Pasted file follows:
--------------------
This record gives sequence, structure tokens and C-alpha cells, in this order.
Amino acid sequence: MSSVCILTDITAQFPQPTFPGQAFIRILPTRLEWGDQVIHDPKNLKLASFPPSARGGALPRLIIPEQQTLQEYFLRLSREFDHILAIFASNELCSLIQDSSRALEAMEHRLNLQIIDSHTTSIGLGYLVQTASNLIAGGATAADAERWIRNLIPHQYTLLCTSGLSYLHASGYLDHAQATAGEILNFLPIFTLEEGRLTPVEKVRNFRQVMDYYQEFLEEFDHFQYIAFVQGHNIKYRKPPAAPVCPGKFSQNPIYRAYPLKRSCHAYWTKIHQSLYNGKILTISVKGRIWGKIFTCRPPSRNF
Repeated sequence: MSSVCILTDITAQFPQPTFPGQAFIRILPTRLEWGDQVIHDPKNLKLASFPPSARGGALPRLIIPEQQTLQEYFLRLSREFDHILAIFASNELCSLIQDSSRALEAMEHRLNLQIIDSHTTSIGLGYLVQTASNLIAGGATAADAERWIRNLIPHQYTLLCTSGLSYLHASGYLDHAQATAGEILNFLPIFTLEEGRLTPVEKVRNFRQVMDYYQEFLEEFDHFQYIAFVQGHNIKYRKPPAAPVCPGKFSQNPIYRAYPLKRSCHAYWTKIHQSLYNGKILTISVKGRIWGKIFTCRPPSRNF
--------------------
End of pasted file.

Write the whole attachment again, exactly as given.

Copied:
This record gives sequence, structure tokens and C-alpha cells, in this order.
Amino acid sequence: MSSVCILTDITAQFPQPTFPGQAFIRILPTRLEWGDQVIHDPKNLKLASFPPSARGGALPRLIIPEQQTLQEYFLRLSREFDHILAIFASNELCSLIQDSSRALEAMEHRLNLQIIDSHTTSIGLGYLVQTASNLIAGGATAADAERWIRNLIPHQYTLLCTSGLSYLHASGYLDHAQATAGEILNFLPIFTLEEGRLTPVEKVRNFRQVMDYYQEFLEEFDHFQYIAFVQGHNIKYRKPPAAPVCPGKFSQNPIYRAYPLKRSCHAYWTKIHQSLYNGKILTISVKGRIWGKIFTCRPPSRNF
Repeated sequence: MSSVCILTDITAQFPQPTFPGQAFIRILPTRLEWGDQVIHDPKNLKLASFPPSARGGALPRLIIPEQQTLQEYFLRLSREFDHILAIFASNELCSLIQDSSRALEAMEHRLNLQIIDSHTTSIGLGYLVQTASNLIAGGATAADAERWIRNLIPHQYTLLCTSGLSYLHASGYLDHAQATAGEILNFLPIFTLEEGRLTPVEKVRNFRQVMDYYQEFLEEFDHFQYIAFVQGHNIKYRKPPAAPVCPGKFSQNPIYRAYPLKRSCHAYWTKIHQSLYNGKILTISVKGRIWGKIFTCRPPSRNF